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Woodside Homes making solar panels standard feature

A big, local builder will be the first to make solar-power systems standard in all of its new homes.

Woodside Homes, which is building in west and northwest Las Vegas and in North Las Vegas, is working with California-based sun-systems provider SolarCity to include photovoltaic panels on all homes at no upfront cost.

Under the agreement, SolarCity will finance and control the panels, and the homebuyer will lease back the system over a 20-year period at 11.1 cents per kilowatt hour. That compares with 11.8 cents per kilowatt hour that local power utility NV Energy cited as the single-family charge in its Jan. 1 rates bulletin. The U.S. Energy Information Administration quoted a Nevada-wide residential rate of 12.46 cents per kilowatt hour in January.

But that rate was up from 11.24 cents in January 2013, and that’s the major benefit to Woodside’s offering, said Annette Bubak, the Las Vegas-based builder sales manager for SolarCity. The company’s cost per kilowatt hour will stay at 11.1 cents for the lease’s 20-year life, she said.

That’s a big departure from the usual approach to buying solar, in which a homeowner either wraps a system into his mortgage or gets a separate loan to install it and works directly with the federal government and NV Energy to collect tax credits and other incentives.

“We’re eliminating all of the obstacles to adding solar power to a home,” Bubak said.

Walter Cuculic, national sales manager of developer and builder programs for SolarCity, said a homeowner’s monthly payment would depend on the size and configuration of a system, but the average would be $60 to $75 a month.

For Woodside, the agreement is an opportunity to meet growing consumer demand for green power. The company has experimented with offering prepaid solar systems as an upgrade at its Andorra neighborhood in Summerlin, but sales executives liked that SolarCity’s program went a step further.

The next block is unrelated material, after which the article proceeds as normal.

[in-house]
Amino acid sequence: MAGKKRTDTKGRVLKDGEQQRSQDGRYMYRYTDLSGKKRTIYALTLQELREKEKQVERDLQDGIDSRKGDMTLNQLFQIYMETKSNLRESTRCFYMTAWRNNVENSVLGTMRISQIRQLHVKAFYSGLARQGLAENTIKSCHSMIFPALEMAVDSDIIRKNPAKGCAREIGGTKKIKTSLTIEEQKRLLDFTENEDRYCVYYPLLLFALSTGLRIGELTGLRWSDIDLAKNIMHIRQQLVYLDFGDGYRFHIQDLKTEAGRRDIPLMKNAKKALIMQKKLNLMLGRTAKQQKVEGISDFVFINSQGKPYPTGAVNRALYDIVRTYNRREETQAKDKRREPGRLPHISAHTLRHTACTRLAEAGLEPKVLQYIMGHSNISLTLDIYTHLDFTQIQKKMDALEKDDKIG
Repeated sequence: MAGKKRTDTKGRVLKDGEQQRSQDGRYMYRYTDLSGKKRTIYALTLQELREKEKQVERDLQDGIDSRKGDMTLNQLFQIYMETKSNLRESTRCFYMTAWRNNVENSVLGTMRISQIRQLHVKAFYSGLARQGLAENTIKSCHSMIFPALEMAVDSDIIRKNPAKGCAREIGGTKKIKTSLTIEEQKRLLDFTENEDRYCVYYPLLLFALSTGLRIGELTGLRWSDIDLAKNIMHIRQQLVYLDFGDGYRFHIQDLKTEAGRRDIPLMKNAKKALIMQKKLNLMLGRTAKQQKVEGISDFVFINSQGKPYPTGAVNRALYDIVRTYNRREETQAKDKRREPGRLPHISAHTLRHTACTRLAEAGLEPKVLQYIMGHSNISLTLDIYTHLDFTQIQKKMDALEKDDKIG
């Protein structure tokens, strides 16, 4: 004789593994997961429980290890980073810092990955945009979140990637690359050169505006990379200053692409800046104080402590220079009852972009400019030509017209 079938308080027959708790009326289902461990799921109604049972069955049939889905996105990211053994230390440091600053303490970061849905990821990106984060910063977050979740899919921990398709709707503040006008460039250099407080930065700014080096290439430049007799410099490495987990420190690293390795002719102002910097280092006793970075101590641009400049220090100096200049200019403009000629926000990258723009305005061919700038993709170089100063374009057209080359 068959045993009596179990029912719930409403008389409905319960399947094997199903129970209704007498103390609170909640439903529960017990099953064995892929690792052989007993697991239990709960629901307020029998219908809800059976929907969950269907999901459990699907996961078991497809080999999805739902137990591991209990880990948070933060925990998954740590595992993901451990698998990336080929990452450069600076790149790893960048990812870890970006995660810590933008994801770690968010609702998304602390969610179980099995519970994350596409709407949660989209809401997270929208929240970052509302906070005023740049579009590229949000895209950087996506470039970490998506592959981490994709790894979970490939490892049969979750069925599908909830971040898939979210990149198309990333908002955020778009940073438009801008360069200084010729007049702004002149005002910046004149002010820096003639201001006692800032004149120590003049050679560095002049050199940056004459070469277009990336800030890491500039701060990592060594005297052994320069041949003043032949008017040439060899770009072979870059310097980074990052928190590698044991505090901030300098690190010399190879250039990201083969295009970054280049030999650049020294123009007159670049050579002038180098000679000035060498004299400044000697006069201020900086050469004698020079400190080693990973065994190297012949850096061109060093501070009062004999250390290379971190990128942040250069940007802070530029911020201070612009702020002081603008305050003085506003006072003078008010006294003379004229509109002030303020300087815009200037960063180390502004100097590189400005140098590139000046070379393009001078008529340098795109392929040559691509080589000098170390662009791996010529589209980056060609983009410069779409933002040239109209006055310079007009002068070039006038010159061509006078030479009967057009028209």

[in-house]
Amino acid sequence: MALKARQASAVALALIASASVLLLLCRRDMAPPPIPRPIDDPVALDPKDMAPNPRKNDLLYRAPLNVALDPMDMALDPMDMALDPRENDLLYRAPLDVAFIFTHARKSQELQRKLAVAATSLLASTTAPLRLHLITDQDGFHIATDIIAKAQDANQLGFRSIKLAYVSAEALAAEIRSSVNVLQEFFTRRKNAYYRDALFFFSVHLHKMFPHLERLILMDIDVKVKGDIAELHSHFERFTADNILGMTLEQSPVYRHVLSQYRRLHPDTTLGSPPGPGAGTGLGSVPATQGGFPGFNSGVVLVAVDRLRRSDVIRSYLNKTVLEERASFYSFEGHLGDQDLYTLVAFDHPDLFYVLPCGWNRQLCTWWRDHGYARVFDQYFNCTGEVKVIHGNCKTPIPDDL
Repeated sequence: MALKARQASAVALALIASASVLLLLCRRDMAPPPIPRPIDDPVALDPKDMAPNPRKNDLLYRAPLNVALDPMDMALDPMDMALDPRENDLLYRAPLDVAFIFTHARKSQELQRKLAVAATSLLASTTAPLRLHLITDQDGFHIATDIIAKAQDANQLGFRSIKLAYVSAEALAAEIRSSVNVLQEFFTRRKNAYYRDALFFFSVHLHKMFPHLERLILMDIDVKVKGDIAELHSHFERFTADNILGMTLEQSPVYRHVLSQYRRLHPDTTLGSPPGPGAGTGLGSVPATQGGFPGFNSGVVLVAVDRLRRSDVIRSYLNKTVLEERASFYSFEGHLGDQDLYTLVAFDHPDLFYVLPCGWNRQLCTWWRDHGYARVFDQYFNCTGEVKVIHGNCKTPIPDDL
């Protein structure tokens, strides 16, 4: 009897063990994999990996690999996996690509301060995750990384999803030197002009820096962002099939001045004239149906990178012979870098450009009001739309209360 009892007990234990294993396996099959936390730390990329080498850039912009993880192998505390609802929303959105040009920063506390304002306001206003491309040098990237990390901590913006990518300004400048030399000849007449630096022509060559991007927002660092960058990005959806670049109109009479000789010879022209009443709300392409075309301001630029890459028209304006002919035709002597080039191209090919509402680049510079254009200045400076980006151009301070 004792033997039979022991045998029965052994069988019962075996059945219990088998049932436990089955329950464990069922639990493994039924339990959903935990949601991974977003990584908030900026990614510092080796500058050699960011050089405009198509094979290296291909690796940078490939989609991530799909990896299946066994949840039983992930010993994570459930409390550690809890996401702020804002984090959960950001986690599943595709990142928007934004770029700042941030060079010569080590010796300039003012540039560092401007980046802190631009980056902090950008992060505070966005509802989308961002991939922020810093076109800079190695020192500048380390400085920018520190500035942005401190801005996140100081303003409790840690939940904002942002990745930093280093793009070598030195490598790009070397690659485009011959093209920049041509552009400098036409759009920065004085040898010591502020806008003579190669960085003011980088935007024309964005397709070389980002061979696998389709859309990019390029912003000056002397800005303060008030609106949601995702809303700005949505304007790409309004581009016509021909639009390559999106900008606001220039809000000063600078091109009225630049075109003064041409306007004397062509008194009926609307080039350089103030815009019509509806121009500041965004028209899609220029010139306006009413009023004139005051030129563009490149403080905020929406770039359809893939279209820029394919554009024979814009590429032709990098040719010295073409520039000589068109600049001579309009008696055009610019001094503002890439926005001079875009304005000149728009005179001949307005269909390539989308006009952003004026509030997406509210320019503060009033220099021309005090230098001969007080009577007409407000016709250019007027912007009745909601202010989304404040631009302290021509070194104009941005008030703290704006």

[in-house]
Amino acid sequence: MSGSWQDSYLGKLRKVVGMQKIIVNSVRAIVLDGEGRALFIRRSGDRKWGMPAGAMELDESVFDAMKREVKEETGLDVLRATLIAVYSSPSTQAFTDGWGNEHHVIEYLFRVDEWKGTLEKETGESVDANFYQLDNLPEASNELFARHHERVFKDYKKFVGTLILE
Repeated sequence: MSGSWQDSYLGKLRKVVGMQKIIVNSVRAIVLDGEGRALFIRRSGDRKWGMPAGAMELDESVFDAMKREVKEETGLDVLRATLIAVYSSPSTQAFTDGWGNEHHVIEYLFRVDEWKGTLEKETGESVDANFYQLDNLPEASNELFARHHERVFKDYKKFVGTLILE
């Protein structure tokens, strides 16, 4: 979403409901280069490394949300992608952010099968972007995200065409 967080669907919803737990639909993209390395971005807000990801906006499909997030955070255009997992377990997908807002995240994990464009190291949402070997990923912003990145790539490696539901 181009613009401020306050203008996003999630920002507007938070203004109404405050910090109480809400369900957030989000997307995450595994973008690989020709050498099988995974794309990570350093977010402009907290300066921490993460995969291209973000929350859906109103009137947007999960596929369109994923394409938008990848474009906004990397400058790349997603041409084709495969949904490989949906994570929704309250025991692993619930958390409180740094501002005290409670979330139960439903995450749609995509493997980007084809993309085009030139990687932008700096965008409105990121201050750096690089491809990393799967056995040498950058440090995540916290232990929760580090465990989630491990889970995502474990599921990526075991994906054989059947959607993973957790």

“We definitely see a trend toward more energy-efficient homes and alternative forms of energy,” said Susan Allen, director of sales and marketing. “When we found out SolarCity was offering leases with zero down, we thought it would be a much greater value to customers because they could start enjoying savings immediately.”

Woodside buyers will be able to opt out of the program, Allen said. But because the systems are as standard as tile kitchen floors, maple cabinets and prewired cable hookups, there’s no cut in the base price for customers who skip the program.

Robert Boehm, a mechanical engineering professor and director of the Energy Research Center at UNLV, said he’s not sure why buyers would avoid the program.

“It’s a good model, because it doesn’t require any money up front,” Boehm said. “Their lease rate is a constant price. None of us can read the future, but there’s a good chance NV Energy’s prices will go up over 20 years.”

Boehm said paying for a “moderate” system up front could cost $15,000 out of pocket — a prohibitive expense for most consumers, even with tax credits and incentives.

Boehm added that he visited another subdivision in North Las Vegas that was working with SolarCity on a different program, and sales execs there had nothing but good things to say about the effect on closings.